Who I am:
My name is Lawrence Gray. I am a Full Professor and Director of Undergraduate Studies in the School of Mathematics at the University of Minnesota. As such, I am responsible for the math instruction of the roughly 11,000 undergraduates that enroll in math classes at the U each year. In particular, I am in charge of our undergraduate math curriculum, and I meet regularly with faculty in many other departments to try to ensure that our courses meet their needs.
I am a research mathematician (currently working on the mathematics of traffic jams), so my field is not Math Ed. But I have taught math at the U since 1977, everything from College Algebra to graduate courses in Probability Theory. I have co-authored two texts. I have taught courses using a variety of methods, including the exploratory group-learning approach common to some of the latest K-12 math curricula. I helped design a sophomore calculus course that makes extensive use of computer technology.
I have also spent considerable time reviewing high school math texts, particularly the Core+ material. I am well informed about recent trends in math education.
Why I have become involved:
In certain respects, I consider our math students at the U to be my customers. I decide on the content of their courses, I teach some of them in the classroom, and I handle their complaints. One of the most important factors in their level of satisfaction is the level of mathematical preparation that they have when they graduate from high school. I am interested both personally and professionally in anything that impacts on that level of preparation. I can help the local school districts by letting them know what kind of expectations we have for students entering our classes. It is important that the viewpoint of the math department at the U have a representative, and I have been assigned (by my chairman) to fill that role.5 of my concerns:
I do not want to be misunderstood when I express these concerns. I am
supportive of most of the goals of the "reform" movement. We can and should
improve math instruction in K-12. We can and should train our math teachers
in a variety of pedagogical approaches. We can and should reach out to
students who have traditionally been left out of effective math instruction.
The traditional math content and emphasis is not for all students. But
it is dangerous to radically eliminate something that has proven effective
for an important segment of our student population. And it is equally dangerous
to ignore the concerns of the parents, and of the professionals in scientific
and technological fields. I can be contacted at firstname.lastname@example.org
|Traditional math instruction||Reform math instruction|
|High school math divided into four separate classes: Algebra I, Geometry, Algebra II, and Precalculus (which includes trig and possibly other topics like statistics)||Several simultaneous "threads": Algebra, Geometry, Trigonometry, Probability and Statistics, Discrete math, Math modeling, often mixed within single units of text|
|Lectures and teacher-led discussions, with individual or group practice; a few enrichment projects||Mostly group work, with teacher as "facilitator"|
|Mathematical rules, procedures, and definitions always presented early in chapters that have been organized by different mathematical topics. Concepts reinforced first by drill-type exercises, then by word problems. Section and chapter summaries usually given.||Everything presented "in context", in the form of exploratory word problems and projects, with very few rules, definitions, summaries, or drill-type exercises. Students discover rules and procedures for themselves, making a journal or "toolkit" to keep track of what theyíve learned.|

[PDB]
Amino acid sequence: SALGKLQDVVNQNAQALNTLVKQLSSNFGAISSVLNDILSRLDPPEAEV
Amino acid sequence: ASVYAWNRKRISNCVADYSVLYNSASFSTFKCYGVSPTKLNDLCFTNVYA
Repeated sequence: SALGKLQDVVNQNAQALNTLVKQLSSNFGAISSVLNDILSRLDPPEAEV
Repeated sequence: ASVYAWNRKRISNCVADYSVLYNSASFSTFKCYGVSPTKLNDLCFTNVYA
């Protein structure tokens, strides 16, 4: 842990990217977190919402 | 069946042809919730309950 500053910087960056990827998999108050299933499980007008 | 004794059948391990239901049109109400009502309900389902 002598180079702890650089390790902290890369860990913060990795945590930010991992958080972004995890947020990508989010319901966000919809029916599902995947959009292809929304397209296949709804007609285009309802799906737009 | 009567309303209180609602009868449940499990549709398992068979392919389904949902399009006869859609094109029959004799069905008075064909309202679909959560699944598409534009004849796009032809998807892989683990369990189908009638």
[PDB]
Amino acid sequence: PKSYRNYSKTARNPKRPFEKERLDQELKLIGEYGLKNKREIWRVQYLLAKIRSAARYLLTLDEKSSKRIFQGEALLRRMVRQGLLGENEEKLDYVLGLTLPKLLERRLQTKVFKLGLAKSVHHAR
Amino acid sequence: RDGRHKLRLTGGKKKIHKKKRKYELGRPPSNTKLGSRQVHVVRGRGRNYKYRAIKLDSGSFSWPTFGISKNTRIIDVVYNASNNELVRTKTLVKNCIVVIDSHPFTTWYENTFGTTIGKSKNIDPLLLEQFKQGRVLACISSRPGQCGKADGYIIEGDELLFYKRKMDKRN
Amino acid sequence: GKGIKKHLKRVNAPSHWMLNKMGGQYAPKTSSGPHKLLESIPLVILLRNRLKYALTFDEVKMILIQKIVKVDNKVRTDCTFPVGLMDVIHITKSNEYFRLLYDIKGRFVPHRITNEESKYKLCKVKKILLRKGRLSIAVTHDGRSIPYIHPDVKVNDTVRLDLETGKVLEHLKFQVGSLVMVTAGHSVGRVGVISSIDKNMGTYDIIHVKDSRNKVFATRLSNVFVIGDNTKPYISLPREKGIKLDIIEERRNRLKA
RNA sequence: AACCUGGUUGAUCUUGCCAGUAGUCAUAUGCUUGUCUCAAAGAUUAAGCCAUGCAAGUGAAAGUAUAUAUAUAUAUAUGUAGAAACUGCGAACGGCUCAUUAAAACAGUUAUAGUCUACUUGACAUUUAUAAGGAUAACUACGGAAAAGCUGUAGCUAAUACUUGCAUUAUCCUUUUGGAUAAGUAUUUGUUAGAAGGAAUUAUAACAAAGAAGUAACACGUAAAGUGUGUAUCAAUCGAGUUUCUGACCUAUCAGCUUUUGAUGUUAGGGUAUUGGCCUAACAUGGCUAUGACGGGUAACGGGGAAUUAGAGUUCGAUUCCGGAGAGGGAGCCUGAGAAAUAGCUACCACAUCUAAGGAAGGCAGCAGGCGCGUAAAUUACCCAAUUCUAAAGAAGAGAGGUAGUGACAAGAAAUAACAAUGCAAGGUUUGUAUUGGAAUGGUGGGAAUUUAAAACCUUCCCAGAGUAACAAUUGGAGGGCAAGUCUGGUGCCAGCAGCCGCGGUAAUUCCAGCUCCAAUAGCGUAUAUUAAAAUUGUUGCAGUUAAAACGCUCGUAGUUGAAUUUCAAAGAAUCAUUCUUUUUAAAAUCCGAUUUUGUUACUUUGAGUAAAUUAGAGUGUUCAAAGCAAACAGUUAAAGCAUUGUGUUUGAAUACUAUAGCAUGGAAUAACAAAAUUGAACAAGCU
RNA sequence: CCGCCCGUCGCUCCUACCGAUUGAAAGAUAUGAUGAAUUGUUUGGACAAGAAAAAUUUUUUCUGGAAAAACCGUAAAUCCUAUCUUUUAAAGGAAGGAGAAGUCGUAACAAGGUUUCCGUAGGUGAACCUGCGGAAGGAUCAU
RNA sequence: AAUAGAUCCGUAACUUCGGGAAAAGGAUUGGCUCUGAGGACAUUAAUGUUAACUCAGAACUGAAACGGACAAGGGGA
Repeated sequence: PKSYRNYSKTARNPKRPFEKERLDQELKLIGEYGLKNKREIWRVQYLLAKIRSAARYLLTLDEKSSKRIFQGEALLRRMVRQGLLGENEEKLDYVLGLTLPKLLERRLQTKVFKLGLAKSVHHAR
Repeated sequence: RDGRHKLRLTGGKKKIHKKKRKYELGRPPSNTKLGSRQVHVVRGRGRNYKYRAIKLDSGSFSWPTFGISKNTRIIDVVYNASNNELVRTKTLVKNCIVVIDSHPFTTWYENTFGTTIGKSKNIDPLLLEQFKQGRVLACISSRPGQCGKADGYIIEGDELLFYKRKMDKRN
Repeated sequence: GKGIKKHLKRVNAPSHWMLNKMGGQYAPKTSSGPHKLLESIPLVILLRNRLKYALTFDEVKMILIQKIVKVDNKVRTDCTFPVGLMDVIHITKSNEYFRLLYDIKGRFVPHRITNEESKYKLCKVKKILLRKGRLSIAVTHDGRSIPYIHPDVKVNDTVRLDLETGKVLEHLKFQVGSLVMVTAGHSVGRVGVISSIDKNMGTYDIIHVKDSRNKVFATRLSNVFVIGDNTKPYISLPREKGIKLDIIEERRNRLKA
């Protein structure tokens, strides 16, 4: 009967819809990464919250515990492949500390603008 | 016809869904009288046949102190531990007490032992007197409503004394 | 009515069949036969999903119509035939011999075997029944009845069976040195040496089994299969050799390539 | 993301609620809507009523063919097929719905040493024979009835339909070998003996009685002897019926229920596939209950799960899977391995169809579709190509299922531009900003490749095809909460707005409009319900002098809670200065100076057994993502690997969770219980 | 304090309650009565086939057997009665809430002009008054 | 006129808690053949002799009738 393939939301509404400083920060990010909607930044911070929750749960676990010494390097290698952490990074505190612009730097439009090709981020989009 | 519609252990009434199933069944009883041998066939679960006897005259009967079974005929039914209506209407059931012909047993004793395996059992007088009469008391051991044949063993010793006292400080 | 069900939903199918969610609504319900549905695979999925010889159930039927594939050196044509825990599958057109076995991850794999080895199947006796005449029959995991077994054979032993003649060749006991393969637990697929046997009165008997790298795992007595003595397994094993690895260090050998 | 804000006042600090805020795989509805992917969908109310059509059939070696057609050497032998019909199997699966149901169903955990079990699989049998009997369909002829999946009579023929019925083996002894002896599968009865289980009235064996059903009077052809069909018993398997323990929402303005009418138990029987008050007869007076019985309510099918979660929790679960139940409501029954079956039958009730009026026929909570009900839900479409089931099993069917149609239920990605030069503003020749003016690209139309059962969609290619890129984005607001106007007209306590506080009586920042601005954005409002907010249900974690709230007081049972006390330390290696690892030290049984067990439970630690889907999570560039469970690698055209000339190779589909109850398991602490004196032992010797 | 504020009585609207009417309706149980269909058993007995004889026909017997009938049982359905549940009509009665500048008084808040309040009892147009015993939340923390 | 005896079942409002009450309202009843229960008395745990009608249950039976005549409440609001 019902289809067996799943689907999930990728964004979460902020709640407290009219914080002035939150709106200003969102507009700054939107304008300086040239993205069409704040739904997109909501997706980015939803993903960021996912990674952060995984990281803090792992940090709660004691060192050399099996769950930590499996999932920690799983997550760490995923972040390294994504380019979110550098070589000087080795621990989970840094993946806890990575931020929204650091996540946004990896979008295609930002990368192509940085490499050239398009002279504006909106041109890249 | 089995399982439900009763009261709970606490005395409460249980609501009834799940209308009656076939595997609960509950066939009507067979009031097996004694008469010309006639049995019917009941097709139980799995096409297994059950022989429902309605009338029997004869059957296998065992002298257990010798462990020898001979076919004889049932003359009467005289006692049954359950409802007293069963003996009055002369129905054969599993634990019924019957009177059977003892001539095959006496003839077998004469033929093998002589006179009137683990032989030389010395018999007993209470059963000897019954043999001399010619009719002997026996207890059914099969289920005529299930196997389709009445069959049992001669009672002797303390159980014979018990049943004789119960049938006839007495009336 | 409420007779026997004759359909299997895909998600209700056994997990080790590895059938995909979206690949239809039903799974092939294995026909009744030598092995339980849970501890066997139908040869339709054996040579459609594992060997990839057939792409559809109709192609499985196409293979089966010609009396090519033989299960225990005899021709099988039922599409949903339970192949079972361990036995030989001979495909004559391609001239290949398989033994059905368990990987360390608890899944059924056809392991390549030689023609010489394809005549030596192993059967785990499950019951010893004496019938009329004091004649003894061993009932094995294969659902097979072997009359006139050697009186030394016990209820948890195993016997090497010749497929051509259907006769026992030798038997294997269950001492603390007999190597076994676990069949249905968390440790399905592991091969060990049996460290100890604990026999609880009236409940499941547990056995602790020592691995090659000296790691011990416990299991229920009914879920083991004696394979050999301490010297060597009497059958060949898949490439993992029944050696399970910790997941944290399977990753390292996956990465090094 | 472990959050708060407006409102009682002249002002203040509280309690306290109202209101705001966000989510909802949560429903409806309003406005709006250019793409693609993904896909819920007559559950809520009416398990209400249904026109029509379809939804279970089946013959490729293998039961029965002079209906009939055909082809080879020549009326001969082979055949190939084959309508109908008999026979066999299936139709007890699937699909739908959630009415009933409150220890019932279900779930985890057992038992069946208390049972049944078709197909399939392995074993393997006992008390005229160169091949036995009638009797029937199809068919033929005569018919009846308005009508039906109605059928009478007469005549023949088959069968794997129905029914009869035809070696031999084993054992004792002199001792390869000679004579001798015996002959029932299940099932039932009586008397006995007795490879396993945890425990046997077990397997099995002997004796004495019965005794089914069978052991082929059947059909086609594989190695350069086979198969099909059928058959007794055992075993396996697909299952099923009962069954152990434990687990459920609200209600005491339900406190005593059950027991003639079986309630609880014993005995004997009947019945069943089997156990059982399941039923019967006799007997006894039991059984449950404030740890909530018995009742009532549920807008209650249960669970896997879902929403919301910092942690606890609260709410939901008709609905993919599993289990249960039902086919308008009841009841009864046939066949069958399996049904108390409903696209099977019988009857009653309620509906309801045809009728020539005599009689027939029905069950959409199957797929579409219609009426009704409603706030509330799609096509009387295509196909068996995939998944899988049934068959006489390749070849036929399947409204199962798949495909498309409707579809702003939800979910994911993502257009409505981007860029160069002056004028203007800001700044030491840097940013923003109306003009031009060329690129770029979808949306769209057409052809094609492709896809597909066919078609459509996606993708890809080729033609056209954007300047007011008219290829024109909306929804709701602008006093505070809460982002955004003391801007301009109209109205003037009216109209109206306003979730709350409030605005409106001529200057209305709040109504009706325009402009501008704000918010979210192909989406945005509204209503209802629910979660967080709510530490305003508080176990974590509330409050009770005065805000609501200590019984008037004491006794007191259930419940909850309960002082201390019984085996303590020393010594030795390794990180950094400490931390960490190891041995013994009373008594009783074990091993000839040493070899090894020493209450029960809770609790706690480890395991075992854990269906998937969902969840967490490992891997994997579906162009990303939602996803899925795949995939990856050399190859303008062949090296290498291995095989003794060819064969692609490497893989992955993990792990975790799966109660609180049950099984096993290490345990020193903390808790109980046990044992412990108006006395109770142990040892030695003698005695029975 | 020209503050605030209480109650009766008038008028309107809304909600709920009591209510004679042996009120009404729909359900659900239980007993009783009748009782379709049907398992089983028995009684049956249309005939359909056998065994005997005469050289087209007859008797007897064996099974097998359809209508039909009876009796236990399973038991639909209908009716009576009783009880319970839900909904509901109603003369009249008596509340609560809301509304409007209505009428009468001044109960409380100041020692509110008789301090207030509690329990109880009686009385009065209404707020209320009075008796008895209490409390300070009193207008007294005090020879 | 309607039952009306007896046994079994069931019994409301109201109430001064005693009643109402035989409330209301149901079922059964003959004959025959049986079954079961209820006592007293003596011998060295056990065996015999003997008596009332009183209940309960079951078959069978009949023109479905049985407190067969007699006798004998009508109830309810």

|Students learn to solve problems with pencil and paper, w/ emphasis on speed, accuracy, "computational fluency".||Students learn to use calculators and other technology, w/ emphasis on understanding, problem-solving, estimation.|
Traditional instruction at its worst: Interest in mathematics is killed by tedious drill that has little relationship to reality. Students might be able to solve routine problems, but they have no idea what the point is. Because algebra and geometry are separated, students see no relationship between them. Geometry and algebra require different skills, so many students do poorly in one of the first two years of high school and then quit.
Traditional instruction at its best:
Students have a sense of accomplishment as they gain computational fluency. As a result, they can confidently tackle interesting word problems and "enrichment" modules. Advanced math courses (like calculus) are easy for students that have a solid foundation of computational skills, without over-dependence on the calculator. Mathematical formulas and rules become powerful tools, applicable to a wide variety of situations. The emphasis on accuracy and precision benefits all parts of the studentís education. Material is organized efficiently, so it can be covered quickly (as in college).
Good news: Some teachers report that more students stick with math through high school in the reform approach than they do in the traditional approach. And students who simultaneously take both traditional and reform classes seem to do quite well. In one pilot study carried out by the developers of reform textbooks, reform students seemed to do slightly better on college placement exams than traditional students. Bad news: Pilot studies are notoriously unreliable. I have received widespread reports of serious problems from parents and teachers alike. In fact, all of the direct evidence that I have is negative. Please consult my list of concerns about math reform. Bottom line: No one knows what the long-term effects will be. This is still an experiment. My best guess is that it will be 5-10 years before reliable results will be available.